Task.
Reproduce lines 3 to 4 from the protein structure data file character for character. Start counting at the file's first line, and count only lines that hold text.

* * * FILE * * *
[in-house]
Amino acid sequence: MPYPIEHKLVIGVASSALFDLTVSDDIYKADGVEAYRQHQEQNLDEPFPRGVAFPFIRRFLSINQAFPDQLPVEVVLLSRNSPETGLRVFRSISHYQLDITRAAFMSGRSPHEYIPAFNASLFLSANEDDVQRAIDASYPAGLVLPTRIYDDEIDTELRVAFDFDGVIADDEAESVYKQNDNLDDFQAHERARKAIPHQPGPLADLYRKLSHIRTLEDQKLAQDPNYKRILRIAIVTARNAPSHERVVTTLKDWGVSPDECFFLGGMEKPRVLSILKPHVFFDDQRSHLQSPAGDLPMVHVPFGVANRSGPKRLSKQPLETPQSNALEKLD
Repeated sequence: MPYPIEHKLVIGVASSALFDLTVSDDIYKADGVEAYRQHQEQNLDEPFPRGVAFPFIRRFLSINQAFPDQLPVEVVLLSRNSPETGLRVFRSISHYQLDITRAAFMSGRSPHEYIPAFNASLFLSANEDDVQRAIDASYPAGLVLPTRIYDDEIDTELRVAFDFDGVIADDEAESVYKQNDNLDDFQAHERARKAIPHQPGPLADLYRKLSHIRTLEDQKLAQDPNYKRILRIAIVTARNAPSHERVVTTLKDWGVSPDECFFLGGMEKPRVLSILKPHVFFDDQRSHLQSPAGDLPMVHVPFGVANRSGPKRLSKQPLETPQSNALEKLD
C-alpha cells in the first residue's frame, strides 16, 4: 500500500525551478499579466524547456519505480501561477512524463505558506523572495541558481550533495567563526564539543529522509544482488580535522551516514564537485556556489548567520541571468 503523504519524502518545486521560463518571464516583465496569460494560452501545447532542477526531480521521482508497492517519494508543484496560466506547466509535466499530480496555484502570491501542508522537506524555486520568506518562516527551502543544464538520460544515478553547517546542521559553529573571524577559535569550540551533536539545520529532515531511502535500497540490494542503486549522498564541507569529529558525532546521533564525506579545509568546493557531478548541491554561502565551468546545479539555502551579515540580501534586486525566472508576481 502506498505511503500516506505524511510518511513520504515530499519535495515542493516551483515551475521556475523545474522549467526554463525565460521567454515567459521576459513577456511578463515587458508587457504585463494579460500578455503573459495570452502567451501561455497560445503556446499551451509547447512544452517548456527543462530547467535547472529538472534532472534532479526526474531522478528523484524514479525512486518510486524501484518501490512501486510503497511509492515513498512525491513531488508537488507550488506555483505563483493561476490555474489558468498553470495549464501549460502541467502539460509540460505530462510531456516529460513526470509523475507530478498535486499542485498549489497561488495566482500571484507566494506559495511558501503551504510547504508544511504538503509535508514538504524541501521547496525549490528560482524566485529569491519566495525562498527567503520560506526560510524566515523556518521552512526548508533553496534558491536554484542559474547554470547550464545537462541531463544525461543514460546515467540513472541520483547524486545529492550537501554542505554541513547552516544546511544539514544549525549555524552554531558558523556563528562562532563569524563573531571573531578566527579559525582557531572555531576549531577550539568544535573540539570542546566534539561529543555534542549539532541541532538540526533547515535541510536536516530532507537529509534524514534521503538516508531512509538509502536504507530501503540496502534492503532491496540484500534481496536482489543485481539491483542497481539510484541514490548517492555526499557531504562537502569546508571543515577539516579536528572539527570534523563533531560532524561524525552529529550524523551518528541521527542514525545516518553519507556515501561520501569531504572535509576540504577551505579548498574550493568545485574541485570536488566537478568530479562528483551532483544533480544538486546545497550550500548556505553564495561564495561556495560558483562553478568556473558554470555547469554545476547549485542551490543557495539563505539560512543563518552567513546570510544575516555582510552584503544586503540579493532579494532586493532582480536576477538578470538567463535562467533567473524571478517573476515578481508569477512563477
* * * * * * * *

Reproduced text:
Repeated sequence: MPYPIEHKLVIGVASSALFDLTVSDDIYKADGVEAYRQHQEQNLDEPFPRGVAFPFIRRFLSINQAFPDQLPVEVVLLSRNSPETGLRVFRSISHYQLDITRAAFMSGRSPHEYIPAFNASLFLSANEDDVQRAIDASYPAGLVLPTRIYDDEIDTELRVAFDFDGVIADDEAESVYKQNDNLDDFQAHERARKAIPHQPGPLADLYRKLSHIRTLEDQKLAQDPNYKRILRIAIVTARNAPSHERVVTTLKDWGVSPDECFFLGGMEKPRVLSILKPHVFFDDQRSHLQSPAGDLPMVHVPFGVANRSGPKRLSKQPLETPQSNALEKLD
C-alpha cells in the first residue's frame, strides 16, 4: 500500500525551478499579466524547456519505480501561477512524463505558506523572495541558481550533495567563526564539543529522509544482488580535522551516514564537485556556489548567520541571468 503523504519524502518545486521560463518571464516583465496569460494560452501545447532542477526531480521521482508497492517519494508543484496560466506547466509535466499530480496555484502570491501542508522537506524555486520568506518562516527551502543544464538520460544515478553547517546542521559553529573571524577559535569550540551533536539545520529532515531511502535500497540490494542503486549522498564541507569529529558525532546521533564525506579545509568546493557531478548541491554561502565551468546545479539555502551579515540580501534586486525566472508576481 502506498505511503500516506505524511510518511513520504515530499519535495515542493516551483515551475521556475523545474522549467526554463525565460521567454515567459521576459513577456511578463515587458508587457504585463494579460500578455503573459495570452502567451501561455497560445503556446499551451509547447512544452517548456527543462530547467535547472529538472534532472534532479526526474531522478528523484524514479525512486518510486524501484518501490512501486510503497511509492515513498512525491513531488508537488507550488506555483505563483493561476490555474489558468498553470495549464501549460502541467502539460509540460505530462510531456516529460513526470509523475507530478498535486499542485498549489497561488495566482500571484507566494506559495511558501503551504510547504508544511504538503509535508514538504524541501521547496525549490528560482524566485529569491519566495525562498527567503520560506526560510524566515523556518521552512526548508533553496534558491536554484542559474547554470547550464545537462541531463544525461543514460546515467540513472541520483547524486545529492550537501554542505554541513547552516544546511544539514544549525549555524552554531558558523556563528562562532563569524563573531571573531578566527579559525582557531572555531576549531577550539568544535573540539570542546566534539561529543555534542549539532541541532538540526533547515535541510536536516530532507537529509534524514534521503538516508531512509538509502536504507530501503540496502534492503532491496540484500534481496536482489543485481539491483542497481539510484541514490548517492555526499557531504562537502569546508571543515577539516579536528572539527570534523563533531560532524561524525552529529550524523551518528541521527542514525545516518553519507556515501561520501569531504572535509576540504577551505579548498574550493568545485574541485570536488566537478568530479562528483551532483544533480544538486546545497550550500548556505553564495561564495561556495560558483562553478568556473558554470555547469554545476547549485542551490543557495539563505539560512543563518552567513546570510544575516555582510552584503544586503540579493532579494532586493532582480536576477538578470538567463535562467533567473524571478517573476515578481508569477512563477